Lessons Learned from 1,000 Data Breaches … and Counting

Companies are primarily focused on protections when instead they should be considering what to do after the systems are breached.

Do you know your enemy? Are you fighting the wrong war? Despite everything you’re read about cyber security, despite all the breaches in the news, the fact is: Well-intentioned businesspeople are still surprisingly behind the times. 

Thieves and hackers are by no means the main cause of data breaches. Cyber security is just one element—because physical records, paper and files, continue to play a major role.  And too few managers understand that they remain responsible for lost information, even if no one’s noticed it’s been lost or taken advantage of the breach.

What does this tell you? Cyber security is just one part of the equation. Breaches happen many ways.  And it could be companies are fighting the wrong war. They’re focused exclusively on protection, on encryption and firewalls for example, when they should be considering what to do after the systems are breached

My work, my company Beazley, isn’t mainly in the business of preventing breaches. Instead, and perhaps more relevant today, we’re the people who help companies survive them. We’ve resolved over 1,000 cases in the last five years. Let me tell a few illustrative stories—and some interesting lessons to be learned.

  • An angry client broke into the offices of a large, prestigious law firm and stole all their hard drives. They had a great encryption system, powerful fire walls, all the latest data security software. None of that made a whit of difference; they were breached anyway. 
  • A multi-state health provider sent a free wellness magazine to its older members. They loved it. But one month their printing system got the mailing labels wrong—each one contained not just the member’s address but their patient ID as well—and those included their Social Security numbers. 

  • Outside contractors remodeling an office disposed of some old file cabinets. Unfortunately, scores of old computer backup tapes were stored inside them. Did bad actors get hold of the data? Was anybody hurt? No, it was only an accident. But the company was, nevertheless, responsible. They had to search for the tapes in a landfill and notify thousands of customers.
  • Thieves posing as employees of a recycling company worked their way up the Eastern seaboard removing X-rays from hospital radiology labs. Their plan was to retrieve and sell the silver in the films. The problem was the X-rays were marked with patient data—names, addresses, dates of birth, and Social Security numbers. The crooks were not identity thieves. They weren’t after the data. But thanks to HIPAA rules, the hospitals had to navigate around hefty fines.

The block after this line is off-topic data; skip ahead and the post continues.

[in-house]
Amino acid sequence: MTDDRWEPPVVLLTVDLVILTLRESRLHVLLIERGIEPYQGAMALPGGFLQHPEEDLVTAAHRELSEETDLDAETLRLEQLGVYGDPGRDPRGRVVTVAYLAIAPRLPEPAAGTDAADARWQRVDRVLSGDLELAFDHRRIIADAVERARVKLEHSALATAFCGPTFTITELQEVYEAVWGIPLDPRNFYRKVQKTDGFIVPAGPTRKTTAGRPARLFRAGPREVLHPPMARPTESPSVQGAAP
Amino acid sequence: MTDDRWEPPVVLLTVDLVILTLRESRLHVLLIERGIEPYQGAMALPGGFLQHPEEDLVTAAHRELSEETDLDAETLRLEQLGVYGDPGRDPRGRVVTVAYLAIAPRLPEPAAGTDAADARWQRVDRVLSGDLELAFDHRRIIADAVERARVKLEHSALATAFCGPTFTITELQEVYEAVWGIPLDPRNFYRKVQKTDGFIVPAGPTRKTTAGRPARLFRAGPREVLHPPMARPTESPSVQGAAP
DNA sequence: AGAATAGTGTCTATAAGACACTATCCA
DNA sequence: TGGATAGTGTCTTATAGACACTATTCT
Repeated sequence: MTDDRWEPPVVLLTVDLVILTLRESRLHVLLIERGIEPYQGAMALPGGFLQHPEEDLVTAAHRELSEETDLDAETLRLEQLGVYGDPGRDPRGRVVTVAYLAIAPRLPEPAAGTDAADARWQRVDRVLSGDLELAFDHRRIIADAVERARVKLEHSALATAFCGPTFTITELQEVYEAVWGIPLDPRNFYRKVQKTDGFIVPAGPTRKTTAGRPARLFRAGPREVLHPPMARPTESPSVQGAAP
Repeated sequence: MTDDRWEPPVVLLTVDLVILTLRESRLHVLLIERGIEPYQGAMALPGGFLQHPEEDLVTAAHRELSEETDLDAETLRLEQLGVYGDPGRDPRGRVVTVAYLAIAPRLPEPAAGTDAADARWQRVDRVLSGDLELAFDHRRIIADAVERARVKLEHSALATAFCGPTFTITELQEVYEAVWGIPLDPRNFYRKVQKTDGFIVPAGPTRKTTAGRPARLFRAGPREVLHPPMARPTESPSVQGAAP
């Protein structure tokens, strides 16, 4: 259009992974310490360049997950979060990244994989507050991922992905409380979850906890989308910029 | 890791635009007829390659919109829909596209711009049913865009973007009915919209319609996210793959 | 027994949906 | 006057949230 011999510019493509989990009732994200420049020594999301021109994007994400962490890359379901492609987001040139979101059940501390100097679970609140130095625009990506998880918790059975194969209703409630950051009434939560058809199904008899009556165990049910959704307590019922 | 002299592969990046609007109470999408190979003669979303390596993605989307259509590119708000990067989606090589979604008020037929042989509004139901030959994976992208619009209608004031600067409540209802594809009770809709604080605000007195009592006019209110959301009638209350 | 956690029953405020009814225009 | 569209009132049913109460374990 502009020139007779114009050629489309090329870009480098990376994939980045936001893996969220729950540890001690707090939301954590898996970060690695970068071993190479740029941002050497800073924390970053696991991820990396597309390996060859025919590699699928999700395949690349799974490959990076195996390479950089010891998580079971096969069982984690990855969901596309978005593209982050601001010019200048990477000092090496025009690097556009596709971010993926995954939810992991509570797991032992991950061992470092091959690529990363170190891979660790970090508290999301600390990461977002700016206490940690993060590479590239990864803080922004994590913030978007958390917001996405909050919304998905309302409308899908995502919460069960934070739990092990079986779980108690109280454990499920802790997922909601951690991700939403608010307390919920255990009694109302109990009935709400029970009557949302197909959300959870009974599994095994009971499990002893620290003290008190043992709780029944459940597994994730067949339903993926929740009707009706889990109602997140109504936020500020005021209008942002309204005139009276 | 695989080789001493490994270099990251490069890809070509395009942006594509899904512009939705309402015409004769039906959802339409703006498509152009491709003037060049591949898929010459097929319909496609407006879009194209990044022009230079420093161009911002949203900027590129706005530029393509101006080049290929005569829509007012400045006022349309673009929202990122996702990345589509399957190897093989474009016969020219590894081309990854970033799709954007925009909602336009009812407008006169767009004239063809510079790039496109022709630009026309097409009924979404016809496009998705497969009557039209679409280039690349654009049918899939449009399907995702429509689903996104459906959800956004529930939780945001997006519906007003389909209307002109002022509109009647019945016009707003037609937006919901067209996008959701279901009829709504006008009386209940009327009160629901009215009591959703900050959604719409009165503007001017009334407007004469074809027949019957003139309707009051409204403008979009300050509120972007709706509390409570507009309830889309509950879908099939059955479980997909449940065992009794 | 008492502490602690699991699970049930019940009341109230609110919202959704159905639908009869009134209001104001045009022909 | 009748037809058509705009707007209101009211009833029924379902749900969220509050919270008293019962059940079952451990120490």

• A doctor was in the habit of motorcycling to work. One day his briefcase came open. He arrived safely at his office, but hundreds of patient records were scattered three miles behind him.
  • One company’s security system was so complete that it guarded data against its own employees. Staff had to type in secret codes to get information using special terminals with security cameras watching everything over each one. An insider, however, was stealing employee identities. She stood behind friends while they looked up data and memorized the information.

 

What Are the Lessons? 

The first lesson learned is that more data breaches are caused by accidents than by hackers. There are plenty of crooks out there, but your own innocent employees mislay more data. The second lesson is this isn’t only an information systems problem. Pieces of paper, devices and hard drives, X-ray films, and even mailing labels can be vulnerabilities. A third lesson is that thieves come in all manner of disguises. They’re not just digital wizards in Russia; they’re maintenance men or angry clients or a fellow worker looking over your shoulder.

Another significant lesson is that you’re responsible. Thanks to HIPAA rules, legal decisions, and state and federal regulations, if important data disappears, your company has the burden of recovering it and notifying those who might be harmed. It doesn’t matter if it was an accident, if no injury resulted, if you didn’t even know there was a breach or what went missing.

One option for dealing with these risks is data breach insurance. It really has two parts. The first part is traditional insurance, to protect your company against potential losses. You need a broad, well-crafted policy with coverage and limits to address the full variety of claims arising out of your company’s underlying exposures. (There are several ways of setting limits. We’ve found that a per-person basis up to, say, 2 million or 5 million records gives us a better way to define the risk.) The other part of data breach insurance has the characteristics of a service. In the event of a complex breach, the insurer provides—and pays for—the IT forensics experts, the specialized legal help, the PR consultants, and the notification services you need.

Data breaches are, unfortunately, a part of doing business. No matter how well you’re protected they will happen. It isn’t “if”; it’s “when.”

A final lesson to be learned: A data breach doesn’t have to be a disaster—but mishandling it is. 

 

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Mike Donovan is the global leader of technology, media, and business team with Beazley, the leading specialist insurer that is pioneering data breach response insurance through the Beazley Breach Response (BBR) product.

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Originally published on PropertyCasualty360. All rights reserved. This material may not be published, broadcast, rewritten, or redistributed.

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